The message is accompanied by an online question-and-answer page that reiterates many of the comments Mr Cook made in a public letter after a magistrate judge’s order last week.
It also dismisses several key government claims, including an assertion that the company was acting out of business interests in saying it would not co-operate with an FBI investigation of the shootings.
A magistrate has ordered the company to break its iPhone security protocols to aid federal officials probing the December shootings.
The legal fight has sparked a debate on government power, digital rights, public safety, and security.
The iPhone was used by Syed Farook, who along with wife Tashfeen Malik, killed 14 people in the attack.
Mr Cook states in the letter to employees that the company has “no tolerance or sympathy for terrorists” and believes abiding by the judge’s order would be unlawful and an expansion of government powers, and would set a dangerous precedent that would essentially create a backdoor to the encrypted iPhone.
“This case is about much more than a single phone or a single investigation,” said Mr Cook.
“At stake is the data security of hundreds of millions of law-abiding people and setting a dangerous precedent that threatens everyone’s civil liberties.”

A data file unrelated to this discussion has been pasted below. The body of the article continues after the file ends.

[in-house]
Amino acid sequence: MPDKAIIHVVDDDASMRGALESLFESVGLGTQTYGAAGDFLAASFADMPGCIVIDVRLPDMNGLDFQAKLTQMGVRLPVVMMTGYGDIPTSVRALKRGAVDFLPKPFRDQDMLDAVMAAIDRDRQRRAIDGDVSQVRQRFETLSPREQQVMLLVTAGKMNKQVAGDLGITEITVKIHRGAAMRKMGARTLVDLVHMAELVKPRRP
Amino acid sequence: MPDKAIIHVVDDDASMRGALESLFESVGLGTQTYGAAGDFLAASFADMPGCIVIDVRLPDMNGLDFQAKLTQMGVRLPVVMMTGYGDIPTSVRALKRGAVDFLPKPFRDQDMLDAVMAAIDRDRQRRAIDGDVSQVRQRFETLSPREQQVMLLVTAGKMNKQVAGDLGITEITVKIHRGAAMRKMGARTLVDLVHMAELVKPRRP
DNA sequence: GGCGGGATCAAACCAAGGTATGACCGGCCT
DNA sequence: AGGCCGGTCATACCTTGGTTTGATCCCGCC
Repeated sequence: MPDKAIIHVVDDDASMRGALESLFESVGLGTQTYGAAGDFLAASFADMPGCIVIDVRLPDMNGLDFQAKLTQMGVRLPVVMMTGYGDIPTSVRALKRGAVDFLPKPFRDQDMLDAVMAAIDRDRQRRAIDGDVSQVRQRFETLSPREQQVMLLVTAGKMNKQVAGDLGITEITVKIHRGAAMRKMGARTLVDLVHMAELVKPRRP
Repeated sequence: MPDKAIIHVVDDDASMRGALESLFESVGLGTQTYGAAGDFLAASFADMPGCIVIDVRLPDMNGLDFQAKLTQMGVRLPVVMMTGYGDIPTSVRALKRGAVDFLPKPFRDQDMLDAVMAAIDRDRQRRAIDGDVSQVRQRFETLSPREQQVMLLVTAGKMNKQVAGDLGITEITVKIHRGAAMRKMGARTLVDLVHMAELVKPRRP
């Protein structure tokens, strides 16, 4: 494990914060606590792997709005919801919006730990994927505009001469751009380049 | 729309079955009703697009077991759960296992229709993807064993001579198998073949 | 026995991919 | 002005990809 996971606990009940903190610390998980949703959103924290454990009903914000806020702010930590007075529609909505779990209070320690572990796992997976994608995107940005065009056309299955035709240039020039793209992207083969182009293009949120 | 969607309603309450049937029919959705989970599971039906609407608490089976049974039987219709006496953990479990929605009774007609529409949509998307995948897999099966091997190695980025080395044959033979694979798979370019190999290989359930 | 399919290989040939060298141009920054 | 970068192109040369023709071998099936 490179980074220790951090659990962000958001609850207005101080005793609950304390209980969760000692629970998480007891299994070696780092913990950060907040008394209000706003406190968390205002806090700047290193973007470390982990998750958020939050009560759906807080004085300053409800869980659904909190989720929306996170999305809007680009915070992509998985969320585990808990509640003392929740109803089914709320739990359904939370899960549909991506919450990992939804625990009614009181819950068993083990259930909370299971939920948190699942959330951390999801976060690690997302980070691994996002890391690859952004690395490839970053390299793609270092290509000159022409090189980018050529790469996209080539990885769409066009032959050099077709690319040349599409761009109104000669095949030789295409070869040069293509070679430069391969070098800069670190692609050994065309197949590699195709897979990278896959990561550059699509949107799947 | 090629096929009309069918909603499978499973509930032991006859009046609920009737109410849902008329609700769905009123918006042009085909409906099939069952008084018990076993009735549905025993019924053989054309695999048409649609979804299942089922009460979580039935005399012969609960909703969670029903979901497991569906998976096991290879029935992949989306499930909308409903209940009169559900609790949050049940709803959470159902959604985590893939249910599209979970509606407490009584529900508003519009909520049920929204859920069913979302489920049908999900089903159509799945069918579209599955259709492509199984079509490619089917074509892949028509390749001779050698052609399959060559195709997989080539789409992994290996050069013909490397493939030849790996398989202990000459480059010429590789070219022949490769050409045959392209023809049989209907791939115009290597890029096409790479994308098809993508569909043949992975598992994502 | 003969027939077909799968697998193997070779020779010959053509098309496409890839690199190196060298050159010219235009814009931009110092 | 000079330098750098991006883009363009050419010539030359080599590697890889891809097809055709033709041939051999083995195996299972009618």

The email acknowledges that it is technically possible for Apple to do what the judge ordered, but that it is “something we believe is too dangerous to do”.
Apple also raised the difficulty of keeping a “master key” safe once created.
The US has said Apple could keep the specialised technology it would create to help officials hack the phone, bypassing a security time delay and feature that erases all data after 10 consecutive unsuccessful attempts to guess the passcode.
If Apple’s engineers were to do as ordered, Apple would do its best to protect the technology, but Mr Cook said that the company “would be relentlessly attacked by hackers and cybercriminals”.